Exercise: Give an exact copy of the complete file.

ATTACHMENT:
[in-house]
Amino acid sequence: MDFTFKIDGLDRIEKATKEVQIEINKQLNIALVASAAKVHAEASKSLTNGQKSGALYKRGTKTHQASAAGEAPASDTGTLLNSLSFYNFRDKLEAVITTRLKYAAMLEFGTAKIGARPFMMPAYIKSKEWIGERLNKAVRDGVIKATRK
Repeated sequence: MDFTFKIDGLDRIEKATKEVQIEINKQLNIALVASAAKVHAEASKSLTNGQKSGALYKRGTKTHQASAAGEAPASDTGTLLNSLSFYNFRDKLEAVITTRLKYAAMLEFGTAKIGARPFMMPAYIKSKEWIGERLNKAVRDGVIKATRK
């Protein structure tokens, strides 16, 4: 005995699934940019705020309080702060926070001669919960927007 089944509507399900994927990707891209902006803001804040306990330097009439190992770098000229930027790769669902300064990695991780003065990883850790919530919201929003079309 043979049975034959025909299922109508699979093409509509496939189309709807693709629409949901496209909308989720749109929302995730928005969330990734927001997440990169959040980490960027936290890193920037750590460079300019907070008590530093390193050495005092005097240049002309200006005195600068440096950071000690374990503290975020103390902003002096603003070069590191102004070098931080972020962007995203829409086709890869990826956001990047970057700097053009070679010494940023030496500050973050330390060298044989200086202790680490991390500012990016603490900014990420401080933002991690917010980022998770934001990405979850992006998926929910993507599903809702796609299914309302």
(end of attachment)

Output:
[in-house]
Amino acid sequence: MDFTFKIDGLDRIEKATKEVQIEINKQLNIALVASAAKVHAEASKSLTNGQKSGALYKRGTKTHQASAAGEAPASDTGTLLNSLSFYNFRDKLEAVITTRLKYAAMLEFGTAKIGARPFMMPAYIKSKEWIGERLNKAVRDGVIKATRK
Repeated sequence: MDFTFKIDGLDRIEKATKEVQIEINKQLNIALVASAAKVHAEASKSLTNGQKSGALYKRGTKTHQASAAGEAPASDTGTLLNSLSFYNFRDKLEAVITTRLKYAAMLEFGTAKIGARPFMMPAYIKSKEWIGERLNKAVRDGVIKATRK
């Protein structure tokens, strides 16, 4: 005995699934940019705020309080702060926070001669919960927007 089944509507399900994927990707891209902006803001804040306990330097009439190992770098000229930027790769669902300064990695991780003065990883850790919530919201929003079309 043979049975034959025909299922109508699979093409509509496939189309709807693709629409949901496209909308989720749109929302995730928005969330990734927001997440990169959040980490960027936290890193920037750590460079300019907070008590530093390193050495005092005097240049002309200006005195600068440096950071000690374990503290975020103390902003002096603003070069590191102004070098931080972020962007995203829409086709890869990826956001990047970057700097053009070679010494940023030496500050973050330390060298044989200086202790680490991390500012990016603490900014990420401080933002991690917010980022998770934001990405979850992006998926929910993507599903809702796609299914309302």